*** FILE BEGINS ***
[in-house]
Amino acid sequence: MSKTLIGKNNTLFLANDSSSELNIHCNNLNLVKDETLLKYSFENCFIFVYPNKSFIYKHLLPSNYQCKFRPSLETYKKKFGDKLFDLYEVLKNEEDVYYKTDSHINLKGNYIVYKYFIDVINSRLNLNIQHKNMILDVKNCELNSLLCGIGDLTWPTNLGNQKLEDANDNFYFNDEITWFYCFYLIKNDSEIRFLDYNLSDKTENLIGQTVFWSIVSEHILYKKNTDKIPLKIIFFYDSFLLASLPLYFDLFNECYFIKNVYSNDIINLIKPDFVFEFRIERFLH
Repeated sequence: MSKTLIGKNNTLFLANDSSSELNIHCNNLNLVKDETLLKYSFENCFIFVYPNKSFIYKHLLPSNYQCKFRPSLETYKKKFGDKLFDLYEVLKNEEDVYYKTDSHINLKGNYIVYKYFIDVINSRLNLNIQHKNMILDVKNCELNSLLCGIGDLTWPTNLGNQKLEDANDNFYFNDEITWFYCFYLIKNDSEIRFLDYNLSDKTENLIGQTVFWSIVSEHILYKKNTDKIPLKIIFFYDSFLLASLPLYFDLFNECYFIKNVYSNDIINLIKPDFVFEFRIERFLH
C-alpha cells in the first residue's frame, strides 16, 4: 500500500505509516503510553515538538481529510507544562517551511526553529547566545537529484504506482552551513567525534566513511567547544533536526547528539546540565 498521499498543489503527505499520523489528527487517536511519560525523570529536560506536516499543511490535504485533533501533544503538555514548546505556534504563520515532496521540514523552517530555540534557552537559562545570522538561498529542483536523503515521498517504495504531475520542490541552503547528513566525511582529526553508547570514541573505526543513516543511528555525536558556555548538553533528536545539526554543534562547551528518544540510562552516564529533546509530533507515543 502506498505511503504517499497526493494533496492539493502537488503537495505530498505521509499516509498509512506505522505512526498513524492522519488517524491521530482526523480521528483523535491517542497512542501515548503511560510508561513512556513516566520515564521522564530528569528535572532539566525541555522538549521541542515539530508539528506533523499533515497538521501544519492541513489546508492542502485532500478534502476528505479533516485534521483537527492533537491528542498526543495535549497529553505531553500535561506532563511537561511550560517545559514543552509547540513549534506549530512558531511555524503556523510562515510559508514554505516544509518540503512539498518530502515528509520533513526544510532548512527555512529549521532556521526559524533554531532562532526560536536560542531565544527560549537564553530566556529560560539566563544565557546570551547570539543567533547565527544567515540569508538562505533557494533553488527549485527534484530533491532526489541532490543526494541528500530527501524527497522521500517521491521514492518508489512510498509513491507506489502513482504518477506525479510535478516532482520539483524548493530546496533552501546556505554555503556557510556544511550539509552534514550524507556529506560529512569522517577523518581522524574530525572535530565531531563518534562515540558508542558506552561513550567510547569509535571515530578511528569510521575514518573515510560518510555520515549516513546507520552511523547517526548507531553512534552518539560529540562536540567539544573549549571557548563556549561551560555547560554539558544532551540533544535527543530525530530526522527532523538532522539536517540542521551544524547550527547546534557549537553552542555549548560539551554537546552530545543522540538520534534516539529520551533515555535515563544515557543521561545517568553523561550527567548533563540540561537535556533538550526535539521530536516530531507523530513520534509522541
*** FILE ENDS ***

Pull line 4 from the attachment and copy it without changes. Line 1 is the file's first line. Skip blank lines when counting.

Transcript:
C-alpha cells in the first residue's frame, strides 16, 4: 500500500505509516503510553515538538481529510507544562517551511526553529547566545537529484504506482552551513567525534566513511567547544533536526547528539546540565 498521499498543489503527505499520523489528527487517536511519560525523570529536560506536516499543511490535504485533533501533544503538555514548546505556534504563520515532496521540514523552517530555540534557552537559562545570522538561498529542483536523503515521498517504495504531475520542490541552503547528513566525511582529526553508547570514541573505526543513516543511528555525536558556555548538553533528536545539526554543534562547551528518544540510562552516564529533546509530533507515543 502506498505511503504517499497526493494533496492539493502537488503537495505530498505521509499516509498509512506505522505512526498513524492522519488517524491521530482526523480521528483523535491517542497512542501515548503511560510508561513512556513516566520515564521522564530528569528535572532539566525541555522538549521541542515539530508539528506533523499533515497538521501544519492541513489546508492542502485532500478534502476528505479533516485534521483537527492533537491528542498526543495535549497529553505531553500535561506532563511537561511550560517545559514543552509547540513549534506549530512558531511555524503556523510562515510559508514554505516544509518540503512539498518530502515528509520533513526544510532548512527555512529549521532556521526559524533554531532562532526560536536560542531565544527560549537564553530566556529560560539566563544565557546570551547570539543567533547565527544567515540569508538562505533557494533553488527549485527534484530533491532526489541532490543526494541528500530527501524527497522521500517521491521514492518508489512510498509513491507506489502513482504518477506525479510535478516532482520539483524548493530546496533552501546556505554555503556557510556544511550539509552534514550524507556529506560529512569522517577523518581522524574530525572535530565531531563518534562515540558508542558506552561513550567510547569509535571515530578511528569510521575514518573515510560518510555520515549516513546507520552511523547517526548507531553512534552518539560529540562536540567539544573549549571557548563556549561551560555547560554539558544532551540533544535527543530525530530526522527532523538532522539536517540542521551544524547550527547546534557549537553552542555549548560539551554537546552530545543522540538520534534516539529520551533515555535515563544515557543521561545517568553523561550527567548533563540540561537535556533538550526535539521530536516530531507523530513520534509522541